The Role of Gene Variations and Environment in Regard to Alcohol Abuse

July 21, 2018

Miscellaneous

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Since alcoholism seems to run in families, people often wonder whether the cause is environmental or hereditary. They wonder whether they could learn about their risk of becoming an alcoholic by having genetic testing done through a company such as one founded by Jim Plante. If they have a gene variation indicating an increased risk, they could monitor their alcohol use carefully or even choose not to drink alcohol at all.

Genetic Factors and Environment

The National Institute on Alcohol Abuse and Alcoholism reports that there are indeed genetic factors involved in chemical dependency on this substance. However, much of the risk is also due to environment. The gene variation is not definitive; many people with this particular genetic structure do not become dependent on alcohol, even if they drink.

And of course, it’s also quite possible to become an alcoholic without relevant genetic factors. Researchers have found that children growing up in a stressful family environment are more likely to develop alcohol use disorder, the medical term for chemical dependency on alcohol. In addition, the longer one waits to start drinking, the lower the probability that chemical dependency will occur. People who started indulging in their teen years are at greater risk than those who wait until their 20s.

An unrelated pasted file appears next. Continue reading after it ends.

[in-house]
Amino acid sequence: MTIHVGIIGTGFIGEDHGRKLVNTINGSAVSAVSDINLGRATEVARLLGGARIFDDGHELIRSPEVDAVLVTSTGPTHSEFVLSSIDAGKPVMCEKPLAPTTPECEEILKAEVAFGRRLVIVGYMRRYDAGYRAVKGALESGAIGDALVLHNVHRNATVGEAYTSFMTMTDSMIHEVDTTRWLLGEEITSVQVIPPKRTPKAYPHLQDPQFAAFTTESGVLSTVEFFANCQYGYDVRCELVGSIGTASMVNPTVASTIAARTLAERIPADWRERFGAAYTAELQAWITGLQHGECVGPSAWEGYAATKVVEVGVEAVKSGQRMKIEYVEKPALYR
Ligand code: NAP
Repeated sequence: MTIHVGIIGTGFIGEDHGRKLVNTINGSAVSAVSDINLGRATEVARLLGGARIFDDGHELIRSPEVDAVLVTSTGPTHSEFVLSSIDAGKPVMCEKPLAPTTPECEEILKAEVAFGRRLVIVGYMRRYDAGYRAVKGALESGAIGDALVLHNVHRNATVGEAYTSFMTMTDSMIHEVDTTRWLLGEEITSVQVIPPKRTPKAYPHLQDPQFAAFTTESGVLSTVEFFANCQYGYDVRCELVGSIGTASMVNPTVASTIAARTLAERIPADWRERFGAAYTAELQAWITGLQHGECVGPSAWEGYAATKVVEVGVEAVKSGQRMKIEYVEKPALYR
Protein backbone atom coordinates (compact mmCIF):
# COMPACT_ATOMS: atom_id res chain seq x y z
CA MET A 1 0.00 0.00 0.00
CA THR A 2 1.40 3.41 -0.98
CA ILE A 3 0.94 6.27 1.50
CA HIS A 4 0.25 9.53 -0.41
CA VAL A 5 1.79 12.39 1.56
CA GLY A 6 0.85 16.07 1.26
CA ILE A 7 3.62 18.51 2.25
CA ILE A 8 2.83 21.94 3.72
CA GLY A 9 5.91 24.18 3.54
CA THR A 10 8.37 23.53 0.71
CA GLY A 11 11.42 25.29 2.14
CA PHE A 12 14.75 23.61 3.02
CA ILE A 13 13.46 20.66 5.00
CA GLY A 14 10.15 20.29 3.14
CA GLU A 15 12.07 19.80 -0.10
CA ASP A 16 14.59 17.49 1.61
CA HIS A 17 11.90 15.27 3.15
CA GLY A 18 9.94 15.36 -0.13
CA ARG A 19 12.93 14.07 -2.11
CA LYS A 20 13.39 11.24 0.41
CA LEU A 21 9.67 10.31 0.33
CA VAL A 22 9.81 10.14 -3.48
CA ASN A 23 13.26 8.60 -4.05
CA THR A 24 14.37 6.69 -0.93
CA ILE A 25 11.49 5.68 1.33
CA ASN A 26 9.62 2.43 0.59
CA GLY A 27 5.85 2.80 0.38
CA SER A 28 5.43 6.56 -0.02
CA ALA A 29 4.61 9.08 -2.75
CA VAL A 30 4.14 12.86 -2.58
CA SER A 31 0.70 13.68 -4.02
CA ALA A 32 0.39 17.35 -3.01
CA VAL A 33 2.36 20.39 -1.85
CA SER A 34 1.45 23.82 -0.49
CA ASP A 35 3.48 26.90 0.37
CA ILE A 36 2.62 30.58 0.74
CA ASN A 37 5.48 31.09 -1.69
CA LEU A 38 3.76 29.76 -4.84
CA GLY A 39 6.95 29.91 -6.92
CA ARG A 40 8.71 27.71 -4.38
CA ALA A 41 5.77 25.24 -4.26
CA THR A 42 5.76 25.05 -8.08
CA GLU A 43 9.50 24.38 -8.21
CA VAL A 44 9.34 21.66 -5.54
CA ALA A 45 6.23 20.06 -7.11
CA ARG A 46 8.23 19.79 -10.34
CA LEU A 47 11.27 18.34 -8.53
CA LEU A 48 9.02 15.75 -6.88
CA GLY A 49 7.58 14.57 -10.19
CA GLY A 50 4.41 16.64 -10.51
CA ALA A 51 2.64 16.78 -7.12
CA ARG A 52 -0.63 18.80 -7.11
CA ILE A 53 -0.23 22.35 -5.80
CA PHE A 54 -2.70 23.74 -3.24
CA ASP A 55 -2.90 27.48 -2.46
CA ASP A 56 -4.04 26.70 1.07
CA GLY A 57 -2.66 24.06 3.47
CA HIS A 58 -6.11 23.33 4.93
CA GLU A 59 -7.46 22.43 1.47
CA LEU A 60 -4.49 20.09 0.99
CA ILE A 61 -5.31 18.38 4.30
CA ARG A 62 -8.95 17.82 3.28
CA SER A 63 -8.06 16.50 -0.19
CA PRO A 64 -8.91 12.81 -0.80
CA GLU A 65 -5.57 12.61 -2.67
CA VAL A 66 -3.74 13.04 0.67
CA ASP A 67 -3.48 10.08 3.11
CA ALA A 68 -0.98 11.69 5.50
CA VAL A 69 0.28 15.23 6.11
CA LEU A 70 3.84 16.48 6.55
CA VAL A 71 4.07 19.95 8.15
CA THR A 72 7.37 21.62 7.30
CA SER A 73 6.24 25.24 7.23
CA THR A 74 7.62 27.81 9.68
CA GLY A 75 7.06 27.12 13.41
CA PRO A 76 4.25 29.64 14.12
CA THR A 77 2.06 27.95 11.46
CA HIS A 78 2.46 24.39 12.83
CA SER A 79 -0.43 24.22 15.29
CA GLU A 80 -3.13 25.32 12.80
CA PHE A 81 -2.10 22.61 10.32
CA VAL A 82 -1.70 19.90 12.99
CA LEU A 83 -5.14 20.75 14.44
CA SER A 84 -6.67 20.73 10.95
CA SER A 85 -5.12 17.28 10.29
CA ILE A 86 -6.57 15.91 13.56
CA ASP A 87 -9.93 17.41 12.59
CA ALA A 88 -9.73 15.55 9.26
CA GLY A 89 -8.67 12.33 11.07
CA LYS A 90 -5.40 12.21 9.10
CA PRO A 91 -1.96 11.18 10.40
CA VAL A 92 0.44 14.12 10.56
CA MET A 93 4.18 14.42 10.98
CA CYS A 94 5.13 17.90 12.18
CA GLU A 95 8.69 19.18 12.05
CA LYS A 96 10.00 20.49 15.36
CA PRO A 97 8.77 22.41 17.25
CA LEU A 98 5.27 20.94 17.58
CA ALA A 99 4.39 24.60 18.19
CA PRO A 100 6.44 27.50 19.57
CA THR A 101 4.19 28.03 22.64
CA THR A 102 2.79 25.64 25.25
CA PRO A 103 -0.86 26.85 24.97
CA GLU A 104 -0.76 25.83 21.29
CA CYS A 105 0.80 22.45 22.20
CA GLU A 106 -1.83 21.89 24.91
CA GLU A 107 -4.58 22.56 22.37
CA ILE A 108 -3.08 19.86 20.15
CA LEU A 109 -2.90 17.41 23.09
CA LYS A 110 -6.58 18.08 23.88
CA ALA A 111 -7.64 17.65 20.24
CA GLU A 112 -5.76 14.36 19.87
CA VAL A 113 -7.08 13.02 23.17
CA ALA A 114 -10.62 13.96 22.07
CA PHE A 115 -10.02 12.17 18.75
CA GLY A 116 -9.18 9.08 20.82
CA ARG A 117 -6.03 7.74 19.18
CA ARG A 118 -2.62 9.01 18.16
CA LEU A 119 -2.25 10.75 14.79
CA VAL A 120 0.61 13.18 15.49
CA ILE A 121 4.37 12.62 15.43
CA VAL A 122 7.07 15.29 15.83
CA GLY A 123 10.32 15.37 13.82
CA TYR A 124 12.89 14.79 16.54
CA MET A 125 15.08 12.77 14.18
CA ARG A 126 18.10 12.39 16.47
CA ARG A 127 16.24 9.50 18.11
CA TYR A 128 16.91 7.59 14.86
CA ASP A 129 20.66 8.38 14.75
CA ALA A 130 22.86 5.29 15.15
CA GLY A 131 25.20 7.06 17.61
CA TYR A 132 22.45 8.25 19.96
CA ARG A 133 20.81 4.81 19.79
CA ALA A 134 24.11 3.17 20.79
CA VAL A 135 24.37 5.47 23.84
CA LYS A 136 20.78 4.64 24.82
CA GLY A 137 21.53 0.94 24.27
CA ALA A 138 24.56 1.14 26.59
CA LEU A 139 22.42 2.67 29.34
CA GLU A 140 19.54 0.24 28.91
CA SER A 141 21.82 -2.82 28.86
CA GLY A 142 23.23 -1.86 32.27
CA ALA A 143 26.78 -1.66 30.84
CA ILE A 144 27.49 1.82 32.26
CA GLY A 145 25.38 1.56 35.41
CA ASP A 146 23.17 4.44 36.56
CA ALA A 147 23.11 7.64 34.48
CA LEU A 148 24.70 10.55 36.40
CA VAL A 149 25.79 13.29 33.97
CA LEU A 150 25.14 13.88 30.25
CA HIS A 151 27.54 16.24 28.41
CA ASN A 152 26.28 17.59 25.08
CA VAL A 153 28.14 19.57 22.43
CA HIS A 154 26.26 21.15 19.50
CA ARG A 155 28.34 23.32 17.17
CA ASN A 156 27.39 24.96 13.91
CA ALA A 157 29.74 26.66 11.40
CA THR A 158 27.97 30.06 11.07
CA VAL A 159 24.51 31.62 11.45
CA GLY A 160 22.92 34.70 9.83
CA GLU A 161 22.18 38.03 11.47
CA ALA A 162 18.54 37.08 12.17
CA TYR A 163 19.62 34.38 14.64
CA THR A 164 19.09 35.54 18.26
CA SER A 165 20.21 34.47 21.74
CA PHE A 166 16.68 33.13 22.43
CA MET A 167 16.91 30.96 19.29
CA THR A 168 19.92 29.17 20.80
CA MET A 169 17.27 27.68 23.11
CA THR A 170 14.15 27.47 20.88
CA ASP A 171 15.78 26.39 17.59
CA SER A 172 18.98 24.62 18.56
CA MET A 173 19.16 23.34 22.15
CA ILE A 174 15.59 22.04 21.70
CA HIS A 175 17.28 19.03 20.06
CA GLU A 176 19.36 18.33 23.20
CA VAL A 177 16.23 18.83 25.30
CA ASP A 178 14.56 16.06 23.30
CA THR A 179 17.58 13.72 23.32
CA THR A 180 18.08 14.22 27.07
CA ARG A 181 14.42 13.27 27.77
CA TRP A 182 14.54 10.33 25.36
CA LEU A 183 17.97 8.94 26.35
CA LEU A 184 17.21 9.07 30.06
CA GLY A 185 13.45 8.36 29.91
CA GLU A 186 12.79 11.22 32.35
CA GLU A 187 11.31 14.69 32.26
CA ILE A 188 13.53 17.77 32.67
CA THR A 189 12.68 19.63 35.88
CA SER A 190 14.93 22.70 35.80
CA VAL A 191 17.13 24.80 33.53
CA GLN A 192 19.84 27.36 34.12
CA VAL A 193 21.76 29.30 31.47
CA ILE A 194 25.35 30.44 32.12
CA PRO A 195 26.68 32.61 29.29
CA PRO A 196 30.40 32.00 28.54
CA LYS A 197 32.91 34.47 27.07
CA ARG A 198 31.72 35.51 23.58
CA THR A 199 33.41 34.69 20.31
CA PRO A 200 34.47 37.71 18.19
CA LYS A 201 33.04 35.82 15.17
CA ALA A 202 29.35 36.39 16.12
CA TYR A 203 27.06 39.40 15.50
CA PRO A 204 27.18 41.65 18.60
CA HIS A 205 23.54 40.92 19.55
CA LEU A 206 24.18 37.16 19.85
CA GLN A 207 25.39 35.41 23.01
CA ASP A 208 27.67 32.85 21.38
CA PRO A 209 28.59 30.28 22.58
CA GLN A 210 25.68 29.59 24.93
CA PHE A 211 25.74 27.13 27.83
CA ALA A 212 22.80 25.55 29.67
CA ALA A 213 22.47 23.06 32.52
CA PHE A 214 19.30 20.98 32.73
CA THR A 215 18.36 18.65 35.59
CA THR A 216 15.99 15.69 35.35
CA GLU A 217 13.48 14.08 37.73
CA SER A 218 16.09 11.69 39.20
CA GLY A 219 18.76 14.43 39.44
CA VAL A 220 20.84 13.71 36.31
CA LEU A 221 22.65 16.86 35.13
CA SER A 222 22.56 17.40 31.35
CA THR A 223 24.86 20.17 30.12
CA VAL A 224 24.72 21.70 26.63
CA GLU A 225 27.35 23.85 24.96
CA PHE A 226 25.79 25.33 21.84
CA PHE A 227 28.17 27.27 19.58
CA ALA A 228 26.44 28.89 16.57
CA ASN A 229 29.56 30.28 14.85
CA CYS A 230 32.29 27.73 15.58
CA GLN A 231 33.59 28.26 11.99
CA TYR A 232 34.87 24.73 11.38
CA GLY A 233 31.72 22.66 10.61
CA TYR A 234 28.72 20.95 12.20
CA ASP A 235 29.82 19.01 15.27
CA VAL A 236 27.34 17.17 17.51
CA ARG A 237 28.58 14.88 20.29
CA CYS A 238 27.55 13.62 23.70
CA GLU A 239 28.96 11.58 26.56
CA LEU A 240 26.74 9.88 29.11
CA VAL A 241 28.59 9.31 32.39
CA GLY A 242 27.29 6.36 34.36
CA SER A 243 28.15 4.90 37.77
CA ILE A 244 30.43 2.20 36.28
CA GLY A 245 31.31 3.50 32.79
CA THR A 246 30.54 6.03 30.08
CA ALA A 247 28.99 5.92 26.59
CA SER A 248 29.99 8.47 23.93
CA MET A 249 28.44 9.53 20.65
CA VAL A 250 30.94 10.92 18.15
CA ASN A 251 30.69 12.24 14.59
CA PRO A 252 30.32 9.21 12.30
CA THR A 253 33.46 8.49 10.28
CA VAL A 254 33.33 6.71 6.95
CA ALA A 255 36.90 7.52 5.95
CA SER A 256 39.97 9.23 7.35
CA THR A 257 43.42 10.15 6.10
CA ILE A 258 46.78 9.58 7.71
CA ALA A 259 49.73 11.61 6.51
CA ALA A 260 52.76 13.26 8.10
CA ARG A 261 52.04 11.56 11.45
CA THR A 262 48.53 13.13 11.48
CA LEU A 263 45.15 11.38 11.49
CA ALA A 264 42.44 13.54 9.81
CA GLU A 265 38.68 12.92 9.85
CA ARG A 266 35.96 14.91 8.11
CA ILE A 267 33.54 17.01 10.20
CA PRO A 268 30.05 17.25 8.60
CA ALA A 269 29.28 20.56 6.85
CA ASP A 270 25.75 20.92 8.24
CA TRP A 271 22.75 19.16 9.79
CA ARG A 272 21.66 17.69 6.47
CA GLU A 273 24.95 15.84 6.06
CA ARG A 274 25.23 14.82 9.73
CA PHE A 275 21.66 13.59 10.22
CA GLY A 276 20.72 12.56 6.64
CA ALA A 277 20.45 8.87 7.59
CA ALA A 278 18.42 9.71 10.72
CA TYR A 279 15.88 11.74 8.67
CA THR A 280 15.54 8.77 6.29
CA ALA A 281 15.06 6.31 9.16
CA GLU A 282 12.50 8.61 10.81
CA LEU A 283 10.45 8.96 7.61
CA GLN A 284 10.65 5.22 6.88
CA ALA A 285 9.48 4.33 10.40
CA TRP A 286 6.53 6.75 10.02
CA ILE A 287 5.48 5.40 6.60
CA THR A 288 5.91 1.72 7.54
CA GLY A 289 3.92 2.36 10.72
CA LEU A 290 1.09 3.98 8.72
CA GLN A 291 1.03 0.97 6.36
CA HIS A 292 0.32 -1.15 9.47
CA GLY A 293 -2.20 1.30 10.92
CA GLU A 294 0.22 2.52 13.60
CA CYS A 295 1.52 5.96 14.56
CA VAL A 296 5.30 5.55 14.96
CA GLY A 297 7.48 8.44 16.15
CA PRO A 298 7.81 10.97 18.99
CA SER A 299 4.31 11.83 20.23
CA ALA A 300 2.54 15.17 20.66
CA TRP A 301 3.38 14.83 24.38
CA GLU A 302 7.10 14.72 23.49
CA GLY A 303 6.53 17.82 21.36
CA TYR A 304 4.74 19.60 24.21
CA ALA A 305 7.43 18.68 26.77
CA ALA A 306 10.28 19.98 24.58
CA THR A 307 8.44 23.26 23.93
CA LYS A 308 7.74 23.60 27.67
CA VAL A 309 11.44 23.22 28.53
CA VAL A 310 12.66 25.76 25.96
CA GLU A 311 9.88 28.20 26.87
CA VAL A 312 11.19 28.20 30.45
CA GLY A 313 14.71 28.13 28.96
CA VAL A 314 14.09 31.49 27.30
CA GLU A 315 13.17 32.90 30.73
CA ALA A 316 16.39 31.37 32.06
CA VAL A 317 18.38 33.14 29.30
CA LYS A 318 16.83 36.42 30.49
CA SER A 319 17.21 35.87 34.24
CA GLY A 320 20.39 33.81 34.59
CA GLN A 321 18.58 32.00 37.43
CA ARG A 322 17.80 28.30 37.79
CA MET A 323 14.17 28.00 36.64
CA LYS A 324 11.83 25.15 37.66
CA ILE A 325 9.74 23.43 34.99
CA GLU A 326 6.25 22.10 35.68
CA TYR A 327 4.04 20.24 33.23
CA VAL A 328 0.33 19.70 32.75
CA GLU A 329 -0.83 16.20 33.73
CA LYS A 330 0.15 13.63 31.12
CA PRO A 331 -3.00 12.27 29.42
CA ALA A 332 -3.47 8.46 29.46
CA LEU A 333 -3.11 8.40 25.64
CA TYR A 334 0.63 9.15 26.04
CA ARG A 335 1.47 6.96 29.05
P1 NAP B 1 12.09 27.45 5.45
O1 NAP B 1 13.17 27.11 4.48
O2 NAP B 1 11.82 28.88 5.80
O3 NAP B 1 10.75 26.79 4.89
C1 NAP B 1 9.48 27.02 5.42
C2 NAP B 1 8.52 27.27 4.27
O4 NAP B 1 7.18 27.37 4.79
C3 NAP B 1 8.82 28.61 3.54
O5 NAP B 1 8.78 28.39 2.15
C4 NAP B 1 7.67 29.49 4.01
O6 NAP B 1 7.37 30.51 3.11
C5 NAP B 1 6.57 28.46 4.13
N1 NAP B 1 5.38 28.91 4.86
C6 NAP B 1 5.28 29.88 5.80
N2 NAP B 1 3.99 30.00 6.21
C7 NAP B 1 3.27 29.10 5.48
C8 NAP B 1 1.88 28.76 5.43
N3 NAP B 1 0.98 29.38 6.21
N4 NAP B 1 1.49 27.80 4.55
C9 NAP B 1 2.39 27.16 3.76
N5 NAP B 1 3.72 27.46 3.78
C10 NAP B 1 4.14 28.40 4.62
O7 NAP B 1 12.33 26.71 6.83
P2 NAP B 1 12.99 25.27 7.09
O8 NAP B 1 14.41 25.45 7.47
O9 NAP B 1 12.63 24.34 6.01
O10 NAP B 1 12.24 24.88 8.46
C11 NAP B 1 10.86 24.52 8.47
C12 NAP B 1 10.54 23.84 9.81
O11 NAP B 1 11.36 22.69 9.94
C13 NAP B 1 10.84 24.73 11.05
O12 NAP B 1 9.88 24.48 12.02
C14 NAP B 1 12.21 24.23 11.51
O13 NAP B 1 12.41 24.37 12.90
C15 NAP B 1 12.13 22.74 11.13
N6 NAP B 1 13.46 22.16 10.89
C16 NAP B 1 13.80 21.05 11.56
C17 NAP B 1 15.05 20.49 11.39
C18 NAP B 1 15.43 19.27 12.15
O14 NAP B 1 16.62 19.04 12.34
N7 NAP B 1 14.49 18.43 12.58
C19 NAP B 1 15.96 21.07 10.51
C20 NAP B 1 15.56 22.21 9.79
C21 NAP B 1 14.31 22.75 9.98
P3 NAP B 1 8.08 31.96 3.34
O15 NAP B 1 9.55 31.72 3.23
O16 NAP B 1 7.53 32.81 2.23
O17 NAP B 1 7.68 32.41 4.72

Gene Variations and Alcohol’s Effects

Gene variations can determine the types of effects people experience when they drink alcoholic beverages. For instance, one individual may experience flushing, a feeling of heat and a more rapid heartbeat. Another doesn’t have any of those physical sensations.

Complexities

Identifying the genetic risk for alcohol use disorder is difficult because hundreds of genes are related to this problem. It’s different than identifying increased risk for specific physical diseases. Testing can identify groups of gene variations that, in combination, significantly raise the risk of addiction.

Family attitudes toward drinking do not appear to have a genetic component. Yet growing up in a family where the adults drink heavily is just as much of a risk factor for alcoholism as certain gene variations are. The problem of addiction is complex, including societal and cultural aspects as well as physical ones.